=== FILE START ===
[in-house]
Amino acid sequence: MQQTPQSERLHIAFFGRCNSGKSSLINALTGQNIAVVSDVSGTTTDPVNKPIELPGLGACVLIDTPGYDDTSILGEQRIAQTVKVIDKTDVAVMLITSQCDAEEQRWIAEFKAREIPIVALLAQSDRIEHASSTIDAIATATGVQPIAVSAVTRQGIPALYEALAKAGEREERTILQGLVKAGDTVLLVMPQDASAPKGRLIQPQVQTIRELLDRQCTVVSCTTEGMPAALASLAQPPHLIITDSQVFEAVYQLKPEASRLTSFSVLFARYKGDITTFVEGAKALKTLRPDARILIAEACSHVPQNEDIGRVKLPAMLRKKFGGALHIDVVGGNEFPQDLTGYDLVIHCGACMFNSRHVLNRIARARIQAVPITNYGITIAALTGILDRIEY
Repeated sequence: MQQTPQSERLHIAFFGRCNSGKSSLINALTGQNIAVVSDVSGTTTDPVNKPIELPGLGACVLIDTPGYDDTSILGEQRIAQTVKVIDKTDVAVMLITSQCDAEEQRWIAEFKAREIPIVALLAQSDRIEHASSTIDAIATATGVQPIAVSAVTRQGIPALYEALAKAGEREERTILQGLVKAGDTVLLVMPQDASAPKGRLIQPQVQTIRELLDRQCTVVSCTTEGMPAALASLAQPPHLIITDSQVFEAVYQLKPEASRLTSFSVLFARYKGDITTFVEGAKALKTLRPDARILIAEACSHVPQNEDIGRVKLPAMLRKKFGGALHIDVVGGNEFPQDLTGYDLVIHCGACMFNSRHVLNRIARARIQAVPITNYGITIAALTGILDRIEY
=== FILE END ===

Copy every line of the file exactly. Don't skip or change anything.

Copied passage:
[in-house]
Amino acid sequence: MQQTPQSERLHIAFFGRCNSGKSSLINALTGQNIAVVSDVSGTTTDPVNKPIELPGLGACVLIDTPGYDDTSILGEQRIAQTVKVIDKTDVAVMLITSQCDAEEQRWIAEFKAREIPIVALLAQSDRIEHASSTIDAIATATGVQPIAVSAVTRQGIPALYEALAKAGEREERTILQGLVKAGDTVLLVMPQDASAPKGRLIQPQVQTIRELLDRQCTVVSCTTEGMPAALASLAQPPHLIITDSQVFEAVYQLKPEASRLTSFSVLFARYKGDITTFVEGAKALKTLRPDARILIAEACSHVPQNEDIGRVKLPAMLRKKFGGALHIDVVGGNEFPQDLTGYDLVIHCGACMFNSRHVLNRIARARIQAVPITNYGITIAALTGILDRIEY
Repeated sequence: MQQTPQSERLHIAFFGRCNSGKSSLINALTGQNIAVVSDVSGTTTDPVNKPIELPGLGACVLIDTPGYDDTSILGEQRIAQTVKVIDKTDVAVMLITSQCDAEEQRWIAEFKAREIPIVALLAQSDRIEHASSTIDAIATATGVQPIAVSAVTRQGIPALYEALAKAGEREERTILQGLVKAGDTVLLVMPQDASAPKGRLIQPQVQTIRELLDRQCTVVSCTTEGMPAALASLAQPPHLIITDSQVFEAVYQLKPEASRLTSFSVLFARYKGDITTFVEGAKALKTLRPDARILIAEACSHVPQNEDIGRVKLPAMLRKKFGGALHIDVVGGNEFPQDLTGYDLVIHCGACMFNSRHVLNRIARARIQAVPITNYGITIAALTGILDRIEY